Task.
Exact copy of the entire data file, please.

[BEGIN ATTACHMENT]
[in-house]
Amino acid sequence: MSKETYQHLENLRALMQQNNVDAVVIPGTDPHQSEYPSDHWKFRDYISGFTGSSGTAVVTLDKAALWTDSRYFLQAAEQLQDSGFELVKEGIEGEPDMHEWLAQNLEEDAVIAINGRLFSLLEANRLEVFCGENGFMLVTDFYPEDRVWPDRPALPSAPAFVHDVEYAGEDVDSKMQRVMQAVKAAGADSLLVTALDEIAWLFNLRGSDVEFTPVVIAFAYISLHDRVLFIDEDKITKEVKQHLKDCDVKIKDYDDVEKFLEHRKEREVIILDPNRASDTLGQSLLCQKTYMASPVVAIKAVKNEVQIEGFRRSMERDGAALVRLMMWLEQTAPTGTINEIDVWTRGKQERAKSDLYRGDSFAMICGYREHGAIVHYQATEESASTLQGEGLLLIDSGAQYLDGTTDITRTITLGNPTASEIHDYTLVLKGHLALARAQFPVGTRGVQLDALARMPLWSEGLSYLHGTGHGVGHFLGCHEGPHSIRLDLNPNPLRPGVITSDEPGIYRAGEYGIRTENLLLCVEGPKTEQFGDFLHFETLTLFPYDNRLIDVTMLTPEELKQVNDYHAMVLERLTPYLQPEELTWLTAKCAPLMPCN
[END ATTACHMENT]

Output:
[in-house]
Amino acid sequence: MSKETYQHLENLRALMQQNNVDAVVIPGTDPHQSEYPSDHWKFRDYISGFTGSSGTAVVTLDKAALWTDSRYFLQAAEQLQDSGFELVKEGIEGEPDMHEWLAQNLEEDAVIAINGRLFSLLEANRLEVFCGENGFMLVTDFYPEDRVWPDRPALPSAPAFVHDVEYAGEDVDSKMQRVMQAVKAAGADSLLVTALDEIAWLFNLRGSDVEFTPVVIAFAYISLHDRVLFIDEDKITKEVKQHLKDCDVKIKDYDDVEKFLEHRKEREVIILDPNRASDTLGQSLLCQKTYMASPVVAIKAVKNEVQIEGFRRSMERDGAALVRLMMWLEQTAPTGTINEIDVWTRGKQERAKSDLYRGDSFAMICGYREHGAIVHYQATEESASTLQGEGLLLIDSGAQYLDGTTDITRTITLGNPTASEIHDYTLVLKGHLALARAQFPVGTRGVQLDALARMPLWSEGLSYLHGTGHGVGHFLGCHEGPHSIRLDLNPNPLRPGVITSDEPGIYRAGEYGIRTENLLLCVEGPKTEQFGDFLHFETLTLFPYDNRLIDVTMLTPEELKQVNDYHAMVLERLTPYLQPEELTWLTAKCAPLMPCN